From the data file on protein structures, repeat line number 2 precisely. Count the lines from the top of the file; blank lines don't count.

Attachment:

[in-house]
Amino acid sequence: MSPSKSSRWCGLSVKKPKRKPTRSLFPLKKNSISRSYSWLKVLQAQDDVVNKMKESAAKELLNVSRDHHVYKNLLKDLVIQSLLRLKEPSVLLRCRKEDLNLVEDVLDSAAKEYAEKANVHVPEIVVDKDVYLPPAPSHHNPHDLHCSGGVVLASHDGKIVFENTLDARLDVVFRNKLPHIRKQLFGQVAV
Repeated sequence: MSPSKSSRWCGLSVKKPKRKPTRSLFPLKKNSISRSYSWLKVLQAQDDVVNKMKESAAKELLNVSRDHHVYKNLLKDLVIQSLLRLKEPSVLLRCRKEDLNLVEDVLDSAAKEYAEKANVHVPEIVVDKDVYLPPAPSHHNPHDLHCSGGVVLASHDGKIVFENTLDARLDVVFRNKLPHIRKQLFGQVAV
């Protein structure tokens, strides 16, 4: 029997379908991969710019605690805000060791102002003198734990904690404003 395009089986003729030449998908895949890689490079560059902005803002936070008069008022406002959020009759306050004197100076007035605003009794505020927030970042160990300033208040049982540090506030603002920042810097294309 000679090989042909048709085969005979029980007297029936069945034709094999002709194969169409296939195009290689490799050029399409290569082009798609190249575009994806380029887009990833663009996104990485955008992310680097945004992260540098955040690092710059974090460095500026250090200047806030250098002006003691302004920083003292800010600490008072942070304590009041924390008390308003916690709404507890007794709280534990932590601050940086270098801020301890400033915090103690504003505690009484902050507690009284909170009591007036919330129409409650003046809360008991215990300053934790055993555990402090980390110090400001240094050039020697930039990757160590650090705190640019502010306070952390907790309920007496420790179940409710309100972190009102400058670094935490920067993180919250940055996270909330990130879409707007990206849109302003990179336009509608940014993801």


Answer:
Amino acid sequence: MSPSKSSRWCGLSVKKPKRKPTRSLFPLKKNSISRSYSWLKVLQAQDDVVNKMKESAAKELLNVSRDHHVYKNLLKDLVIQSLLRLKEPSVLLRCRKEDLNLVEDVLDSAAKEYAEKANVHVPEIVVDKDVYLPPAPSHHNPHDLHCSGGVVLASHDGKIVFENTLDARLDVVFRNKLPHIRKQLFGQVAV